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Secret Life of Humans

by on 12 October 2021

Treasure Trove

Secret Life of Humans

by David Byrne

Progress Company at Progress Theatre, Reading until 16th October

Review by Nick Swyft

What would one expect to find in the secret locked room of one of the world’s leading intellectuals?  What could Jacob Bronowski (call me ‘Bruno’, everyone does!), writer of The Ascent of Man, possibly have to hide from the world?  A corpse, or some plundered work of art, or even his porn stash?   No.  The answer was far worse.

The plot of Secret Life of Humans revolves around Bronowski’s grandson Jamie (Katie Moreton), meeting Ava (Lara Collins), on a chance Tinder date.  Ava has spent her life studying Bronowski, and becomes drawn to the boy when she finds out who he is.  They end up going to the family home, where she learns of this secret room.  Jamie doesn’t seem particularly interested in talking about his grandfather, more in getting into bed with Ava.  She, however, is about to lose her job and career, and needs the sexual distraction he provides.  The secret they discover distresses Jamie, since he always believed his grandfather was a good man.  For Ava, however, it provides her with what she needs to salvage her career. Katie Moreton’s ‘breeches role’ portrayal of the male character Jamie is noteworthy, as her portrayal of a testosterone-riddled lad is very convincing.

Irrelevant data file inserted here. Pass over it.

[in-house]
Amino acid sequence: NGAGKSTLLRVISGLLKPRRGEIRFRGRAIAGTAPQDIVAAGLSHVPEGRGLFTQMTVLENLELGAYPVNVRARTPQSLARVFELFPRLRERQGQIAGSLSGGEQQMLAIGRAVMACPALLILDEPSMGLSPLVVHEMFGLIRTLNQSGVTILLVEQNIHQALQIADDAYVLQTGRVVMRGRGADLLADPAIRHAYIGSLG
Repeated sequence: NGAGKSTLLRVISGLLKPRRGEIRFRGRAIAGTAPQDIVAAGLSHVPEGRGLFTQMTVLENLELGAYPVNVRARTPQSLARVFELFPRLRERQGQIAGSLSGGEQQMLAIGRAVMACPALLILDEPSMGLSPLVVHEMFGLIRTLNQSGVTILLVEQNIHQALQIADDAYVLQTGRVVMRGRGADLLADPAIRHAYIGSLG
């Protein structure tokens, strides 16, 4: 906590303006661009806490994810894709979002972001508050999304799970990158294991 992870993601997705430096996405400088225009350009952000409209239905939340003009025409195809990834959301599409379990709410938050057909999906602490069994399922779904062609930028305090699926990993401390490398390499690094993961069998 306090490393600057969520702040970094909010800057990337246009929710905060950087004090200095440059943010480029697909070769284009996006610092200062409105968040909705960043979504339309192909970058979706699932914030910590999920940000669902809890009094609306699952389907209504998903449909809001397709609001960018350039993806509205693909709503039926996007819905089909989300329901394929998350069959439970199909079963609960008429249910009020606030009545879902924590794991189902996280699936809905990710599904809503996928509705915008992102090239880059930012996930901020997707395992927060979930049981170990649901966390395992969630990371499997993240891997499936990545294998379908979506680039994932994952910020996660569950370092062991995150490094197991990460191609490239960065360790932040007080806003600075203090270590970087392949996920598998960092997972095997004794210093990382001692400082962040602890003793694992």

The plot is overlaid with manifestations of Bronowski’s ghost (John R.  Goodman), voicing the great man’s thoughts, together with dialogues with his friend George (Eli Taryn) and documentary clips featuring ‘Bruno’ himself.  For those who only vaguely know of Bronowski’s work, this provided valuable background and Goodman portrayed the great man very convincingly.

His wife Rita (Emma Sterry) also gave us an insight into ‘Bruno’ the man, never quite getting an adequate answer as to whether or not he loved her, but nevertheless fairly comfortable with that.  She had, of course, been into the secret room, having agonised about it for almost an hour after his funeral – it didn’t take long for her curiosity to get the better of whatever respect she had for her dead husband.  We were not told if she found the secret Jamie and Ava did, but if she had, she wasn’t the sort of woman who would have worried about it.

All these things are brought together to parallel the conflict that now exists between Jamie and Ava, and the way mankind is evolving to resolve such conflicts by moving apart rather than sticking together.

This was the first performance given at the Progress Theatre since February 2020, and it is good to see them back.  This is one of the leading theatre venues in Reading and was where Kenneth Branagh cut his teeth.  Secret Life of Humans revitalises that renown in an impressive return to the arts in Reading.

Nick Swyft, October 2021

Photography by Richard Brown

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